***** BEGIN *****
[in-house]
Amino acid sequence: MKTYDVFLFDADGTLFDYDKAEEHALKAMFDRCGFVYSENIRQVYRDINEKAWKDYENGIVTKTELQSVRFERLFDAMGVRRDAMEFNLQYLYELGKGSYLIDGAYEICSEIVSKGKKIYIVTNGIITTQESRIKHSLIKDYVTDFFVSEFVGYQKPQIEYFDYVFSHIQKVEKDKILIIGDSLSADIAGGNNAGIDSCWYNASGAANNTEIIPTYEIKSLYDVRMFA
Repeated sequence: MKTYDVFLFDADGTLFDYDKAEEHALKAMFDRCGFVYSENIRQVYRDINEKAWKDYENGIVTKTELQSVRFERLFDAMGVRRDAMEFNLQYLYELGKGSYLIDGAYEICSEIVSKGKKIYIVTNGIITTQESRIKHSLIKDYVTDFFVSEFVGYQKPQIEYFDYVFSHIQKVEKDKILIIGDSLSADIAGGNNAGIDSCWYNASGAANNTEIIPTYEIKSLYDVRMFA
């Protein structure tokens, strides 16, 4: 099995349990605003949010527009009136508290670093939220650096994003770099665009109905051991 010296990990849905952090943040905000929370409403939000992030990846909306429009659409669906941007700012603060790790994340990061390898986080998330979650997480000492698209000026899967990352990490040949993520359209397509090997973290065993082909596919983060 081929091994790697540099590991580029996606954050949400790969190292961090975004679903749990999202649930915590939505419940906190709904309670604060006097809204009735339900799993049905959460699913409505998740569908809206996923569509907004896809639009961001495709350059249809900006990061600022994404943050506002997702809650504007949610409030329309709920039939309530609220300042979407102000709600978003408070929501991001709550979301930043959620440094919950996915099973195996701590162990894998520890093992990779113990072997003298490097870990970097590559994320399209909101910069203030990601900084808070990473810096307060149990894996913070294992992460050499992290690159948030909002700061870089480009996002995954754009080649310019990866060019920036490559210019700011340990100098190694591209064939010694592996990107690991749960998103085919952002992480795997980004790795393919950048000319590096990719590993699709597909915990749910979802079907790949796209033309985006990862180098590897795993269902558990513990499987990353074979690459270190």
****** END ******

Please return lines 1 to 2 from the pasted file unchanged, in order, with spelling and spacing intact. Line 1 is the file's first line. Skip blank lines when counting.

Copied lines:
[in-house]
Amino acid sequence: MKTYDVFLFDADGTLFDYDKAEEHALKAMFDRCGFVYSENIRQVYRDINEKAWKDYENGIVTKTELQSVRFERLFDAMGVRRDAMEFNLQYLYELGKGSYLIDGAYEICSEIVSKGKKIYIVTNGIITTQESRIKHSLIKDYVTDFFVSEFVGYQKPQIEYFDYVFSHIQKVEKDKILIIGDSLSADIAGGNNAGIDSCWYNASGAANNTEIIPTYEIKSLYDVRMFA